Sequentially coupled advanced oxidation-biodegradation systems have proven effective for treating a variety of wastewaters, but in several cases the pretreatment did not improve, or even hindered, subsequent biodegradation. Therefore, investigating the relationship between advanced oxidation pretreated effluent and subsequent bioreactor performance can help to optimize these systems. Here, a photocatalytic reactor was used to produce four unique effluents from 2,4,5-trichlorophenol (TCP) by varying light wavelength, catalyst presence, and reaction time, demonstrating that the conditions of photocatalytic pretreatment can be tuned to achieve a variety of treatment objectives. The photocatalytic effluents were characterized for chemical oxygen demand (COD), chloride release, aromaticity, and residual TCP concentration. The four effluents were normalized to 40mg COD/L, combined with biological medium components, and fed to continuous bioreactors. Bioreactors were assayed for COD removal, TCP removal, optical density (OD), and microbial diversity via denaturing gradient gel electrophoresis. In general COD removal in the bioreactors increased as aromatic character of the photoeffluent decreased, but the least aromatic effluent performed poorly indicating the nuanced relationship between photoreactor effluent composition and bioreactor performance. While neither indicator of community diversity, richness nor evenness, correlated with COD removal or biomass accumulation, each effluent produced a unique community as indicated through similarity indices. All conditions demonstrated strong overall TCP removal. After two weeks at steady state, the reactors were perturbed with a 120-μM spike of TCP. Overall the most aromatic photoeffluent produced the most resistant community to the perturbation, while the optimum effluents at steady state produced communities with poor resistance in terms of biomass accumulation and COD removal. These results highlight the tradeoffs between steady state performance and resistance to perturbation that are necessary to optimize a combined advanced oxidation-biodegradation treatment strategy.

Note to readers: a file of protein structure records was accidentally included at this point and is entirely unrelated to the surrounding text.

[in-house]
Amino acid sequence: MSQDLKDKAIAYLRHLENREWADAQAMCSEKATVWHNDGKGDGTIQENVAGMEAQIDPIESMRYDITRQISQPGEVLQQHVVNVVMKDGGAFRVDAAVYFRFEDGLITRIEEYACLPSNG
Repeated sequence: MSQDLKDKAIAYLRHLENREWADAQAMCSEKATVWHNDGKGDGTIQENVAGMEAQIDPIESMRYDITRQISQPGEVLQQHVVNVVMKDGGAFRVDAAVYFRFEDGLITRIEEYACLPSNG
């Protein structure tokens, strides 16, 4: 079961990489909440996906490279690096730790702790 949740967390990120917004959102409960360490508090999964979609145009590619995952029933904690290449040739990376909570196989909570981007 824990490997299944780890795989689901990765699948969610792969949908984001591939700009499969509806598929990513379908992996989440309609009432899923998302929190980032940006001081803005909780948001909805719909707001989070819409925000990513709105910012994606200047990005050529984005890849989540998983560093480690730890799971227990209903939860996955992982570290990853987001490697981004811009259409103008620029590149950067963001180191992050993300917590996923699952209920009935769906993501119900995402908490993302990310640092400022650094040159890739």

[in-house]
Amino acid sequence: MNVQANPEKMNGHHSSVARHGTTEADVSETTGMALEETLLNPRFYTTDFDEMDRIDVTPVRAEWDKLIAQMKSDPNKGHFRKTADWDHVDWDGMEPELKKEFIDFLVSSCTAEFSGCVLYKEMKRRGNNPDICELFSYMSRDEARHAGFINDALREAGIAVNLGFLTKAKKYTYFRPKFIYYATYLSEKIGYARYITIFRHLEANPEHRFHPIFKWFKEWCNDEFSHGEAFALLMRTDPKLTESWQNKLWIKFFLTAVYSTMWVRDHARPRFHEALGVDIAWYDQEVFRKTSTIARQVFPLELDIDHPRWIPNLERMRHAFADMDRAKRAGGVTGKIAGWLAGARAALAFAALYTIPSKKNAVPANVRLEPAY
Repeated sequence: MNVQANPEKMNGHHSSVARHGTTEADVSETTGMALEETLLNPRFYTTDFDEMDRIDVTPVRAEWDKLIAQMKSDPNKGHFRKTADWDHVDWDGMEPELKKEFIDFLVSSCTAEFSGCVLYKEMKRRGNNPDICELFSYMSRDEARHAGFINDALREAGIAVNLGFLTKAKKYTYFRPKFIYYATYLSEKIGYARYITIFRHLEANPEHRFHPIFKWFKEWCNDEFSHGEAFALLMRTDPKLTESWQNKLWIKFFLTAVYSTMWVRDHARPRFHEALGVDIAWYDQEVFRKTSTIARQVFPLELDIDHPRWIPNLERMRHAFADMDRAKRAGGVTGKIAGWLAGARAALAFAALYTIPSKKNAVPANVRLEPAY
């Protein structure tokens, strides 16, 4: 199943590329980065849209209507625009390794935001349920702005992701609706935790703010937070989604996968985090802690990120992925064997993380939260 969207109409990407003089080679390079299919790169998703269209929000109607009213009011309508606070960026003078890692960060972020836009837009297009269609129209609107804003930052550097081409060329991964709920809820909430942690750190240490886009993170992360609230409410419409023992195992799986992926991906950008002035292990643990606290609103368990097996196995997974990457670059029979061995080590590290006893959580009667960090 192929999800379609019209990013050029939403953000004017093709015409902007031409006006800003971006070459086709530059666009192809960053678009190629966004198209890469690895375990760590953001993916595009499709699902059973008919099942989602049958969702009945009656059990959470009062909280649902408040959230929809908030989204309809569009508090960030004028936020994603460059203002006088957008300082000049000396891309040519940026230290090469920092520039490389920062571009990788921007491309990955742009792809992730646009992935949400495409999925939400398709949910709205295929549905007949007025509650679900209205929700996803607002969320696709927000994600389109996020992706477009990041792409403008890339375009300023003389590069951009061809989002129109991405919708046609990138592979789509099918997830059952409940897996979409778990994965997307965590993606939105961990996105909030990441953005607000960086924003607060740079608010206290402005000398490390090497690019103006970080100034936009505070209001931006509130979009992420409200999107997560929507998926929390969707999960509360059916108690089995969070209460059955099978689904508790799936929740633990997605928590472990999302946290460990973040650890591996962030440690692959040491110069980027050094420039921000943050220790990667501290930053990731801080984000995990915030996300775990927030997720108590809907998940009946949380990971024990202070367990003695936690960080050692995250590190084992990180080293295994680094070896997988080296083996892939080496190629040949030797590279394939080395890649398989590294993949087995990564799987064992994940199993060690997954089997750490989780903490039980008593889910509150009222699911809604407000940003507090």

ASJC Scopus subject areas
- Ecological Modeling
- Water Science and Technology
- Waste Management and Disposal